‘Just round the corner…’

by Joy Faulkner May 6, 2014 A

This blog is from Joy Faulkner from Urban Hope, living  and working  in the centre of this diverse urban environment Joy offers interesting reflections on her community.

Four years ago I moved into Islington to work at Urban Hope. In that time, I’ve never lived more than 10 minutes from Urban Hope HQ. I’ve been thinking about what that has meant for me.

At the heart of Urban Hope there is a desire to create a community of belonging. Living and working here has enabled that, though it’s not always easy. For example it’s a bit  of a weird feeling ,when every time you leave your house you might bump in to young people you see at work.

I’ve bumped into volunteers on the way to the doctors, had significant chats with young people at the shops and had awkward conversations with parents at the pub!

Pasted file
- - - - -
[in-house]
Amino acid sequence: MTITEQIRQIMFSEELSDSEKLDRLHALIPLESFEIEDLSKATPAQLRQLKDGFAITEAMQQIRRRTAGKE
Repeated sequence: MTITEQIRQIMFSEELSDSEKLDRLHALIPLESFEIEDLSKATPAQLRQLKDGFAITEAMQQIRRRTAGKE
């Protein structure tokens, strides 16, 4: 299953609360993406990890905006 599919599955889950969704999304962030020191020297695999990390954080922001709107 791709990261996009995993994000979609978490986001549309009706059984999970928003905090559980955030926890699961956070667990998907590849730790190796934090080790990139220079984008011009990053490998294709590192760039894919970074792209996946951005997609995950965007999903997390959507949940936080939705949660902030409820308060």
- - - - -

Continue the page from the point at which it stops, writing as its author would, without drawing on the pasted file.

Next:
It’s not always comfortable and can sometimes feel intrusive.  But it also means that you can sort out an issue at school with a quick conversation, get updated on a challenging situation while picking up your milk or strengthen a relationship over a discovered mutual love of sausage rolls!

For me it has meant that I’ve felt connected, that being part of the community has been a natural occurrence. That I’ve had the opportunity to be a part of people’s lives and they get to be part of mine, and that feels right.

I’ve also found that living down the road from the families I work with means that the stuff that affects them really, really matters to me too.  From the prevalence of phone snatching on Essex road, to the amount of dog poo outside the school- when people talk about the things in this community that matter to them, I more than empathise, I experience.

It means that when I speak to the safer neighbourhood team or the young people who are tired of the state of the park, I don’t do it from a distance, I do it as a resident and that not only makes me more motivated, but also I think adds gravity to my voice when I speak to those in power.

Living here has meant that I saw young people mourn for a friend from my kitchen window, and could call a parent when I saw their son in an ambulance. It has meant that I have been able to give myself fully to my work and that my work has given me a home and a group of people who I belong to.